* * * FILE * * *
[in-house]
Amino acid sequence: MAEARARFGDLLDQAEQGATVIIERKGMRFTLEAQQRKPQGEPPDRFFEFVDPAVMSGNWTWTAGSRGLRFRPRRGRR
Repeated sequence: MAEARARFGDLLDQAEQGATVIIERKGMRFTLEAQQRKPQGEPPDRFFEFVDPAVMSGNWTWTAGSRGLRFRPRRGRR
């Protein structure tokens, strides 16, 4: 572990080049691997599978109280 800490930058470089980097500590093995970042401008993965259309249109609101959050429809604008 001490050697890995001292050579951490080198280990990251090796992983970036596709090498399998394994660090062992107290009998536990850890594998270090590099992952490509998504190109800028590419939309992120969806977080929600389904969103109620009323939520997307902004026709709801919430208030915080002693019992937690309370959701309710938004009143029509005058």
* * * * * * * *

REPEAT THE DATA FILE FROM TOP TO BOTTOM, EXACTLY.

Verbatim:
[in-house]
Amino acid sequence: MAEARARFGDLLDQAEQGATVIIERKGMRFTLEAQQRKPQGEPPDRFFEFVDPAVMSGNWTWTAGSRGLRFRPRRGRR
Repeated sequence: MAEARARFGDLLDQAEQGATVIIERKGMRFTLEAQQRKPQGEPPDRFFEFVDPAVMSGNWTWTAGSRGLRFRPRRGRR
């Protein structure tokens, strides 16, 4: 572990080049691997599978109280 800490930058470089980097500590093995970042401008993965259309249109609101959050429809604008 001490050697890995001292050579951490080198280990990251090796992983970036596709090498399998394994660090062992107290009998536990850890594998270090590099992952490509998504190109800028590419939309992120969806977080929600389904969103109620009323939520997307902004026709709801919430208030915080002693019992937690309370959701309710938004009143029509005058």